Prof. Dr. Anna von Mikecz
Alzheimer's, Parkinson's and a family of poly-glutamine(Q) expansion diseases are defined by amyloid-like protein fibrillation and neurodegeneration. We are particularly interested in the interactions between the fibrillogenesis of endogenous polyQ-proteins in the cell nucleus and gene expression. As formation of poly-Q-containing amyloid is preceded by a series of protein fibrillation steps, these steps are characterized in correlation to nuclear function and respective genetic modifiers. Our research is based upon the idea that comprehension of the physiological role of polyQ repeats is a prerequisite to uncover the underlying mechanisms of aberrant protein fibrillation and neurodegenerative aggregation diseases.
Intranuclear inclusions as proteolytic centers
We have shown in cell culture systems that xenobiotics such as nanoparticles and heavy metals alter the protein homeostasis in the cell nucleus and induce aberrant fibrillation of proteins to amyloid-like intranuclear inclusions. These inclusions contain components of the ubiquitin-proteasome system (UPS) and represent active proteolytic centers. We currently investigate which nuclear proteins are degraded within such proteolytic centers and the consequences for gene expression. Since xenobiotic-induced nuclear inclusions exactly mimic those observed in polyQ-expansion diseases, our research contributes to elucidate the role of protein fibrillation in neurodegeneration and neurodegenerative disease.
Nanoparticle-induced neural phenotypes in cell culture and C. elegans
Identifying nanomaterial-bio-interactions is imperative due to the broad introduction of nanoparticle applications and their distribution. We investigate widespread protein aggregation in the soil nematode C. elegans ranging from induction of amyloid in nucleoli of intestinal cells to facilitation of protein aggregation in body wall muscles and axons of neural cells. Proteomic screening identifies segregation of proteins belonging to the gene ontology group of "protein folding, proteolysis and stress response" in an SDS-resistant aggregome network. Network proteins include chaperones, heat shock proteins and subunits of the 26S proteasome which are all decisively involved in protein homeostasis. The analysis of a reporter worm for serotonergic neural cells reveals xenobiotic-induced protein aggregation in axons of HSN neurons, where presynaptic accumulation of serotonin, e.g. disturbed axonal transport reduces the capacity for neurotransmission and neural behavior. In C. elegans certain noxae promote a cascade of events including disturbance of protein homeostasis, widespread protein aggregation and inhibition of serotonergic neurotransmission which can be interrupted by anti-amyloid fibrillation compounds.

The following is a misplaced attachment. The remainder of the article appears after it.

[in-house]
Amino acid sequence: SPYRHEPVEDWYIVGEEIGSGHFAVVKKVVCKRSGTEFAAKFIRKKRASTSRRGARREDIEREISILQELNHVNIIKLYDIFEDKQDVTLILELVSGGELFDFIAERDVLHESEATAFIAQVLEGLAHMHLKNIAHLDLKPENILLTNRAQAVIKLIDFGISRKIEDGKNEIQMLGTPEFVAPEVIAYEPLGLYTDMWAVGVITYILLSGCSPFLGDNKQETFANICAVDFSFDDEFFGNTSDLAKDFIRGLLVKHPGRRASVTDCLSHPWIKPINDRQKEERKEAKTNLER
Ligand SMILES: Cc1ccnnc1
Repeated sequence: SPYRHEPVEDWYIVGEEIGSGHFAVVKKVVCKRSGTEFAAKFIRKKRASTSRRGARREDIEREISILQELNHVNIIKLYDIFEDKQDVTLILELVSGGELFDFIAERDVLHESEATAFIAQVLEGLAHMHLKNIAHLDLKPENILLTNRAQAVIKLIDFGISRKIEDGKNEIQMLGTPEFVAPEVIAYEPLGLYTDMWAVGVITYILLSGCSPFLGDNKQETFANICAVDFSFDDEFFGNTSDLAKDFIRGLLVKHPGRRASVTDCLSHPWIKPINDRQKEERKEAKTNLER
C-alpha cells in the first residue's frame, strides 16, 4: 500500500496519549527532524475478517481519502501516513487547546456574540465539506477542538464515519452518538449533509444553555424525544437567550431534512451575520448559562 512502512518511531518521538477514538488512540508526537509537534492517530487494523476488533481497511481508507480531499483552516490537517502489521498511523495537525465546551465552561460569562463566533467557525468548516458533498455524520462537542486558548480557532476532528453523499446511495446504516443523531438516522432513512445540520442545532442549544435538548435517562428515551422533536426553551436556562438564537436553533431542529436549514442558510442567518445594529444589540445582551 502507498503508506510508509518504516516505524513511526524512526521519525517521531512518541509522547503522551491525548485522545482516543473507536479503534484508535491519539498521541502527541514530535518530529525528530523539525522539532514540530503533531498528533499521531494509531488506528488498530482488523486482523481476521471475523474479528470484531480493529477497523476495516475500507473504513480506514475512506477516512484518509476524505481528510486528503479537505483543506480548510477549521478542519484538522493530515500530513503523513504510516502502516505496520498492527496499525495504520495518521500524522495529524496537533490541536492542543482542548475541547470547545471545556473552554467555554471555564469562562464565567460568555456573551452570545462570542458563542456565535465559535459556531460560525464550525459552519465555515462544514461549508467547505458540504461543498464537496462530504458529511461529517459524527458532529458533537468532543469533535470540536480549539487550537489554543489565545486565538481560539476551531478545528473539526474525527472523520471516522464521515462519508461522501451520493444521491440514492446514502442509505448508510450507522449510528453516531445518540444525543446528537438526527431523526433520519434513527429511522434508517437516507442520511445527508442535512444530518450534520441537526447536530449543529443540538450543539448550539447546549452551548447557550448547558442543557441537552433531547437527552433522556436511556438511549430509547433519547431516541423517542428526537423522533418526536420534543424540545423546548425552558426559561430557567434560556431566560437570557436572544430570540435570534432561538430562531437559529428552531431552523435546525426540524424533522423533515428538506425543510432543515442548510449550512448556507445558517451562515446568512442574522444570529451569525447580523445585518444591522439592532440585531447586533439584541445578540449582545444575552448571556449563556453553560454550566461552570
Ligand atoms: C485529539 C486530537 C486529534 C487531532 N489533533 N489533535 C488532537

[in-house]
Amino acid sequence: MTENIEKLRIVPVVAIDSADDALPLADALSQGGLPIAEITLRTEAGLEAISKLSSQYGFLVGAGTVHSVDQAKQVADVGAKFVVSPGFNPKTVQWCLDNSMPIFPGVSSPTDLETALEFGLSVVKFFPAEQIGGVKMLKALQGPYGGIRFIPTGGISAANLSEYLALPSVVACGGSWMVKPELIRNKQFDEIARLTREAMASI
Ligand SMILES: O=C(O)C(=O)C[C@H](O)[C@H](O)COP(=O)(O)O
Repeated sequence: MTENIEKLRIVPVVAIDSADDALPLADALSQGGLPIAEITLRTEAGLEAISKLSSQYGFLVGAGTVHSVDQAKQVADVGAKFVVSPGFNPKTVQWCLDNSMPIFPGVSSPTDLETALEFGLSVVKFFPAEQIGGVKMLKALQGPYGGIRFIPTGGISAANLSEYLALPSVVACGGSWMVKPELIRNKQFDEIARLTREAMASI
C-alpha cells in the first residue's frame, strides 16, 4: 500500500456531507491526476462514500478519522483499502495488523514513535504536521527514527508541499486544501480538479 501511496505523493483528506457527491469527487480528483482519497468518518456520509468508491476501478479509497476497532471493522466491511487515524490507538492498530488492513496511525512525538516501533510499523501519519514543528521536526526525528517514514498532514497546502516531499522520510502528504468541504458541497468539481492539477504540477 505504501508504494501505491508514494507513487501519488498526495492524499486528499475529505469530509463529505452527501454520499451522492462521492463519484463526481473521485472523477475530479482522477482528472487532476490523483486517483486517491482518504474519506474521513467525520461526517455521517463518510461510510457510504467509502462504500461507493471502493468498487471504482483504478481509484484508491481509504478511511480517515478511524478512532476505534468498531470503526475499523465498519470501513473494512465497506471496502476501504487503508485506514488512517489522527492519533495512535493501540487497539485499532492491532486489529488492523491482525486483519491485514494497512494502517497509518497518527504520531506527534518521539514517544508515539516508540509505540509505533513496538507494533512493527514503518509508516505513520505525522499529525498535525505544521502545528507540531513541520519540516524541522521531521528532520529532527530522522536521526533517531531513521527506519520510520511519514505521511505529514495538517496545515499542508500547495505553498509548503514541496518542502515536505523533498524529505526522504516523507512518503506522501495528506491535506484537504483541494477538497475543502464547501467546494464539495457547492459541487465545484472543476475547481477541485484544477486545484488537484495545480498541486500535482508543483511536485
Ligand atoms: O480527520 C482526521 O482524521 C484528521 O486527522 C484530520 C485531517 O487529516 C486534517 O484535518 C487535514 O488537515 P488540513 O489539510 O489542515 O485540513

01. Scharf A, Gührs KH, von Mikecz A. Anti-amyloid compounds protect from silica nanoparticle-induced neurotoxicity in the nematode C. elegans. Nanotoxicology 10: 426-435 (2016) PubMed
02. Arnhold F, Gührs KH, von Mikecz A. Amyloid domains in the cell nucleus controlled by nucleoskeletal protein lamin B1 reveal a new pathway of mercury neurotoxicity. PeerJ 3: e754 (2015) PubMed
03. von Mikecz, A. Pathology and function of nuclear amyloid: Protein homeostasis matters. Nucleus 5: 311-317 (2014) PubMed
04. Scharf A, Piechulek A, von Mikecz A. The effect of nanoparticles on the biochemical and behavioral aging phenotype of the nematode Caenorhabditis elegans. ACS Nano. 7: 10695-10703 (2013) PubMed
05. Hemmerich PH, von Mikecz AH. Defining the Subcellular Interface of Nanoparticles by Live-Cell Imaging. PLoS ONE 8: e62018 (2013) PubMed
06. Pluskota, A., Horzowski, E., Bossinger, O., and von Mikecz, A. In Caenorhabditis elegans Nanoparticle-Bio-Interactions Become Transparent: Silica-Nanoparticles Induce Reproductive Senescence. PLoS One 4: e6622 (2009) PubMed
07. von Mikecz, A. PolyQ-fibrillation in the cell nucleus: who's bad? Trends Cell Biol. 19: 685-691. (2009) PubMed
08. Chen, M., Singer, L., Scharf, A., and von Mikecz, A. Nuclear polyglutamine-containing protein aggregates as active proteolytic centers. J. Cell Biol. 180: 697-704. (2008) PubMed
09. Chen, M., and A. von Mikecz. Formation of nucleoplasmic protein aggregates impairs nuclear function in response to SiO2-nanoparticles. Exp. Cell Res. 305:51-62. (2005) PubMed
10. Rockel, T.D., Stuhlmann, D., and A. von Mikecz. Proteasomes degrade proteins in focal subdomains of the human cell nucleus. J. Cell Sci. 118: 5231-5242. (2005) PubMed